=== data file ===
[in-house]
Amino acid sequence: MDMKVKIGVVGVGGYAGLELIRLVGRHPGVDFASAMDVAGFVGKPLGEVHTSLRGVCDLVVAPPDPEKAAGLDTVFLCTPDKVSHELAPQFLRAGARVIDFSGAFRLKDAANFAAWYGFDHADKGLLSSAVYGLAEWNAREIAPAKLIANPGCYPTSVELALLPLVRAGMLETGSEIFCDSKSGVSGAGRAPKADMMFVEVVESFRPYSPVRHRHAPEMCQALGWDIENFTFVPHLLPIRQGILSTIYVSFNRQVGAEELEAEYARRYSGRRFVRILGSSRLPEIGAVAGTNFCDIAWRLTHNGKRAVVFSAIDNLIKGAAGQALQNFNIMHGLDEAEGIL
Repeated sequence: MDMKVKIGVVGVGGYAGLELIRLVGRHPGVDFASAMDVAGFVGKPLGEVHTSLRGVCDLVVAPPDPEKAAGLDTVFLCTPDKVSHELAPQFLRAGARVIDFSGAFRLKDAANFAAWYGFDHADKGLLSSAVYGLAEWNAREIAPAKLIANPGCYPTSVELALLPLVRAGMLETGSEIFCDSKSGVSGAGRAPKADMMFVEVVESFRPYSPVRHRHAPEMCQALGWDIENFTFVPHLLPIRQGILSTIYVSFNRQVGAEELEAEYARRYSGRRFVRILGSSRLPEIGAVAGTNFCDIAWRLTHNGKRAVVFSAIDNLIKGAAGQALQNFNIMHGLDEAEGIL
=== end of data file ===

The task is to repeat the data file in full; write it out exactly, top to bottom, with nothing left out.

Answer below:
[in-house]
Amino acid sequence: MDMKVKIGVVGVGGYAGLELIRLVGRHPGVDFASAMDVAGFVGKPLGEVHTSLRGVCDLVVAPPDPEKAAGLDTVFLCTPDKVSHELAPQFLRAGARVIDFSGAFRLKDAANFAAWYGFDHADKGLLSSAVYGLAEWNAREIAPAKLIANPGCYPTSVELALLPLVRAGMLETGSEIFCDSKSGVSGAGRAPKADMMFVEVVESFRPYSPVRHRHAPEMCQALGWDIENFTFVPHLLPIRQGILSTIYVSFNRQVGAEELEAEYARRYSGRRFVRILGSSRLPEIGAVAGTNFCDIAWRLTHNGKRAVVFSAIDNLIKGAAGQALQNFNIMHGLDEAEGIL
Repeated sequence: MDMKVKIGVVGVGGYAGLELIRLVGRHPGVDFASAMDVAGFVGKPLGEVHTSLRGVCDLVVAPPDPEKAAGLDTVFLCTPDKVSHELAPQFLRAGARVIDFSGAFRLKDAANFAAWYGFDHADKGLLSSAVYGLAEWNAREIAPAKLIANPGCYPTSVELALLPLVRAGMLETGSEIFCDSKSGVSGAGRAPKADMMFVEVVESFRPYSPVRHRHAPEMCQALGWDIENFTFVPHLLPIRQGILSTIYVSFNRQVGAEELEAEYARRYSGRRFVRILGSSRLPEIGAVAGTNFCDIAWRLTHNGKRAVVFSAIDNLIKGAAGQALQNFNIMHGLDEAEGIL